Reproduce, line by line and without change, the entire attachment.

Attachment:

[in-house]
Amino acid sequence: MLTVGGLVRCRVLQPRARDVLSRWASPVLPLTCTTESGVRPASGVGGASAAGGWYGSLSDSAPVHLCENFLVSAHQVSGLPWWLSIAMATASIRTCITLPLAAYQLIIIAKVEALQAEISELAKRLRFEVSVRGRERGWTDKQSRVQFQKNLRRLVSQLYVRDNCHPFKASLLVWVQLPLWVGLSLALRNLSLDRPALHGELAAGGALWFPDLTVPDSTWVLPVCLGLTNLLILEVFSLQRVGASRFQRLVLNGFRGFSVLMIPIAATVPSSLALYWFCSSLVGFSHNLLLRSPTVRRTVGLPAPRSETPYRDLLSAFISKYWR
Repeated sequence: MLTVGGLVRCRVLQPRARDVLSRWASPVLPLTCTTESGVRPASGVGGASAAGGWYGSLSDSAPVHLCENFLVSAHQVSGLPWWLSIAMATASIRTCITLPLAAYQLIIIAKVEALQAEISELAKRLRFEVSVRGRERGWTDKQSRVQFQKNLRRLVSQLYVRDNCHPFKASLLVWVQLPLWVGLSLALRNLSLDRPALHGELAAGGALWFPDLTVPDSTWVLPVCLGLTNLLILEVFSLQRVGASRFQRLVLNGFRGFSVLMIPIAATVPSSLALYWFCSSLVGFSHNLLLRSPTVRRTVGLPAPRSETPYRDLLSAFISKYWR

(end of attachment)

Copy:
[in-house]
Amino acid sequence: MLTVGGLVRCRVLQPRARDVLSRWASPVLPLTCTTESGVRPASGVGGASAAGGWYGSLSDSAPVHLCENFLVSAHQVSGLPWWLSIAMATASIRTCITLPLAAYQLIIIAKVEALQAEISELAKRLRFEVSVRGRERGWTDKQSRVQFQKNLRRLVSQLYVRDNCHPFKASLLVWVQLPLWVGLSLALRNLSLDRPALHGELAAGGALWFPDLTVPDSTWVLPVCLGLTNLLILEVFSLQRVGASRFQRLVLNGFRGFSVLMIPIAATVPSSLALYWFCSSLVGFSHNLLLRSPTVRRTVGLPAPRSETPYRDLLSAFISKYWR
Repeated sequence: MLTVGGLVRCRVLQPRARDVLSRWASPVLPLTCTTESGVRPASGVGGASAAGGWYGSLSDSAPVHLCENFLVSAHQVSGLPWWLSIAMATASIRTCITLPLAAYQLIIIAKVEALQAEISELAKRLRFEVSVRGRERGWTDKQSRVQFQKNLRRLVSQLYVRDNCHPFKASLLVWVQLPLWVGLSLALRNLSLDRPALHGELAAGGALWFPDLTVPDSTWVLPVCLGLTNLLILEVFSLQRVGASRFQRLVLNGFRGFSVLMIPIAATVPSSLALYWFCSSLVGFSHNLLLRSPTVRRTVGLPAPRSETPYRDLLSAFISKYWR